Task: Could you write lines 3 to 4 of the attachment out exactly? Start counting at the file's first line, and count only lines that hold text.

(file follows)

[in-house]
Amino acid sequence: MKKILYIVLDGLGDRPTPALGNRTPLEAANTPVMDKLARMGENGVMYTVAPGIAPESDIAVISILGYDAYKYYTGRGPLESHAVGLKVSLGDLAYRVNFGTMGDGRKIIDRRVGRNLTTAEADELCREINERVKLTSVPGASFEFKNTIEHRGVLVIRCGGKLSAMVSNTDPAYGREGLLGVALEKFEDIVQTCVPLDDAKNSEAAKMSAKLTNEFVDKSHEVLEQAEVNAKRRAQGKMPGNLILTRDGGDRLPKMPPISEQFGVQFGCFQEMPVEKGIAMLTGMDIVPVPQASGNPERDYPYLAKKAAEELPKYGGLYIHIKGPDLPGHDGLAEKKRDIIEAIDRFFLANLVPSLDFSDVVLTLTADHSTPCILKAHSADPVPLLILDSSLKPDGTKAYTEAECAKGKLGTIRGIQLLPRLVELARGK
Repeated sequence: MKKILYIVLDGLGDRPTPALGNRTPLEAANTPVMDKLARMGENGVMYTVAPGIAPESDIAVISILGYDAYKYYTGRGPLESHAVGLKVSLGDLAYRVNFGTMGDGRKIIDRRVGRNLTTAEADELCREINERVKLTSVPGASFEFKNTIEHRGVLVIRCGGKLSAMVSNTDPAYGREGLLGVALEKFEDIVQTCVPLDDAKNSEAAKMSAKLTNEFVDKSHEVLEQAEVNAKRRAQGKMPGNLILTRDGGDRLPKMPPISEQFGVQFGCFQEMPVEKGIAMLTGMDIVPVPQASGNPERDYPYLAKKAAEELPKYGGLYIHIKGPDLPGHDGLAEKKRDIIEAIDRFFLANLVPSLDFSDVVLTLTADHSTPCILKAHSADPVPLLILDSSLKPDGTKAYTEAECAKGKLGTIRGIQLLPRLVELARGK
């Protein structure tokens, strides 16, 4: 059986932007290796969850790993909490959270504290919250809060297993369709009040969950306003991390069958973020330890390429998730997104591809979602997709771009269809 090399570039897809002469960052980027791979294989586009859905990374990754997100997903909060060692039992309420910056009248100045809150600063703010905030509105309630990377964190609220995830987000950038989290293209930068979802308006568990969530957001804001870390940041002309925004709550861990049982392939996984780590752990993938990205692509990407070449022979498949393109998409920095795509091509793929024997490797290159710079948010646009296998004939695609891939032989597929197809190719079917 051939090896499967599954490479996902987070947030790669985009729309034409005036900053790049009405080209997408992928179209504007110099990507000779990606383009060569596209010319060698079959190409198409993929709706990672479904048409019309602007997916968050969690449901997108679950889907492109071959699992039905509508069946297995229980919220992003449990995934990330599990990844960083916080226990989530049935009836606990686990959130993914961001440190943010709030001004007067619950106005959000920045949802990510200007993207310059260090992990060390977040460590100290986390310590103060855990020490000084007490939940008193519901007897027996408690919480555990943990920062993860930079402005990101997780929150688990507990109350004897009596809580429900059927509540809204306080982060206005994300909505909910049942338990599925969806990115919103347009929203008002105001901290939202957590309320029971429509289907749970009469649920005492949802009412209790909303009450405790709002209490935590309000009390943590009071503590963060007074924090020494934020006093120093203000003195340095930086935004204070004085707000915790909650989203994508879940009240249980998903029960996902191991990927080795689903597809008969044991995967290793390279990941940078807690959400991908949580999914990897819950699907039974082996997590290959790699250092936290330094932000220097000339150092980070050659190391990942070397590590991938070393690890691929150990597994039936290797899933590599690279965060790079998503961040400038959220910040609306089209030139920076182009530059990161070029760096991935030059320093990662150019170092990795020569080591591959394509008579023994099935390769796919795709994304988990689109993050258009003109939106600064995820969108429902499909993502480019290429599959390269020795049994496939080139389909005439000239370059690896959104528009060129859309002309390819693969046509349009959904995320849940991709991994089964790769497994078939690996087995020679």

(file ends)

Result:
Repeated sequence: MKKILYIVLDGLGDRPTPALGNRTPLEAANTPVMDKLARMGENGVMYTVAPGIAPESDIAVISILGYDAYKYYTGRGPLESHAVGLKVSLGDLAYRVNFGTMGDGRKIIDRRVGRNLTTAEADELCREINERVKLTSVPGASFEFKNTIEHRGVLVIRCGGKLSAMVSNTDPAYGREGLLGVALEKFEDIVQTCVPLDDAKNSEAAKMSAKLTNEFVDKSHEVLEQAEVNAKRRAQGKMPGNLILTRDGGDRLPKMPPISEQFGVQFGCFQEMPVEKGIAMLTGMDIVPVPQASGNPERDYPYLAKKAAEELPKYGGLYIHIKGPDLPGHDGLAEKKRDIIEAIDRFFLANLVPSLDFSDVVLTLTADHSTPCILKAHSADPVPLLILDSSLKPDGTKAYTEAECAKGKLGTIRGIQLLPRLVELARGK
């Protein structure tokens, strides 16, 4: 059986932007290796969850790993909490959270504290919250809060297993369709009040969950306003991390069958973020330890390429998730997104591809979602997709771009269809 090399570039897809002469960052980027791979294989586009859905990374990754997100997903909060060692039992309420910056009248100045809150600063703010905030509105309630990377964190609220995830987000950038989290293209930068979802308006568990969530957001804001870390940041002309925004709550861990049982392939996984780590752990993938990205692509990407070449022979498949393109998409920095795509091509793929024997490797290159710079948010646009296998004939695609891939032989597929197809190719079917 051939090896499967599954490479996902987070947030790669985009729309034409005036900053790049009405080209997408992928179209504007110099990507000779990606383009060569596209010319060698079959190409198409993929709706990672479904048409019309602007997916968050969690449901997108679950889907492109071959699992039905509508069946297995229980919220992003449990995934990330599990990844960083916080226990989530049935009836606990686990959130993914961001440190943010709030001004007067619950106005959000920045949802990510200007993207310059260090992990060390977040460590100290986390310590103060855990020490000084007490939940008193519901007897027996408690919480555990943990920062993860930079402005990101997780929150688990507990109350004897009596809580429900059927509540809204306080982060206005994300909505909910049942338990599925969806990115919103347009929203008002105001901290939202957590309320029971429509289907749970009469649920005492949802009412209790909303009450405790709002209490935590309000009390943590009071503590963060007074924090020494934020006093120093203000003195340095930086935004204070004085707000915790909650989203994508879940009240249980998903029960996902191991990927080795689903597809008969044991995967290793390279990941940078807690959400991908949580999914990897819950699907039974082996997590290959790699250092936290330094932000220097000339150092980070050659190391990942070397590590991938070393690890691929150990597994039936290797899933590599690279965060790079998503961040400038959220910040609306089209030139920076182009530059990161070029760096991935030059320093990662150019170092990795020569080591591959394509008579023994099935390769796919795709994304988990689109993050258009003109939106600064995820969108429902499909993502480019290429599959390269020795049994496939080139389909005439000239370059690896959104528009060129859309002309390819693969046509349009959904995320849940991709991994089964790769497994078939690996087995020679």